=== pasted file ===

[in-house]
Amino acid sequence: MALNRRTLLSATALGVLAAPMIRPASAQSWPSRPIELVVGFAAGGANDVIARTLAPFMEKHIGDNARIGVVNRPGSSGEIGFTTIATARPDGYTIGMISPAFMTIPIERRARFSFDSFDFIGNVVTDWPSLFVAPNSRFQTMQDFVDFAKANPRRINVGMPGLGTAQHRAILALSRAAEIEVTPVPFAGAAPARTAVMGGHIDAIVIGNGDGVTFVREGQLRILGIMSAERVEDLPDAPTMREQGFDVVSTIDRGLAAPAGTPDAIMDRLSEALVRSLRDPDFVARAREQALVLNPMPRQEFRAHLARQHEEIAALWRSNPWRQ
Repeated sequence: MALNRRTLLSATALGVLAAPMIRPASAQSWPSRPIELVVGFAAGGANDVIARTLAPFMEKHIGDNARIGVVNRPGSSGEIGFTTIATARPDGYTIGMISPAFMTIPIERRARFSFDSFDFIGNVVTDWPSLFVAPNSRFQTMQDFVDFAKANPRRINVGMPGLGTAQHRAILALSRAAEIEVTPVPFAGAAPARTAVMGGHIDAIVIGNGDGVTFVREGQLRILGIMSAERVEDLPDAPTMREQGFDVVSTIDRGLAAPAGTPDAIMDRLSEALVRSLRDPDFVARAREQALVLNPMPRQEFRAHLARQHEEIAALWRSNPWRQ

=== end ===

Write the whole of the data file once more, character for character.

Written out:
[in-house]
Amino acid sequence: MALNRRTLLSATALGVLAAPMIRPASAQSWPSRPIELVVGFAAGGANDVIARTLAPFMEKHIGDNARIGVVNRPGSSGEIGFTTIATARPDGYTIGMISPAFMTIPIERRARFSFDSFDFIGNVVTDWPSLFVAPNSRFQTMQDFVDFAKANPRRINVGMPGLGTAQHRAILALSRAAEIEVTPVPFAGAAPARTAVMGGHIDAIVIGNGDGVTFVREGQLRILGIMSAERVEDLPDAPTMREQGFDVVSTIDRGLAAPAGTPDAIMDRLSEALVRSLRDPDFVARAREQALVLNPMPRQEFRAHLARQHEEIAALWRSNPWRQ
Repeated sequence: MALNRRTLLSATALGVLAAPMIRPASAQSWPSRPIELVVGFAAGGANDVIARTLAPFMEKHIGDNARIGVVNRPGSSGEIGFTTIATARPDGYTIGMISPAFMTIPIERRARFSFDSFDFIGNVVTDWPSLFVAPNSRFQTMQDFVDFAKANPRRINVGMPGLGTAQHRAILALSRAAEIEVTPVPFAGAAPARTAVMGGHIDAIVIGNGDGVTFVREGQLRILGIMSAERVEDLPDAPTMREQGFDVVSTIDRGLAAPAGTPDAIMDRLSEALVRSLRDPDFVARAREQALVLNPMPRQEFRAHLARQHEEIAALWRSNPWRQ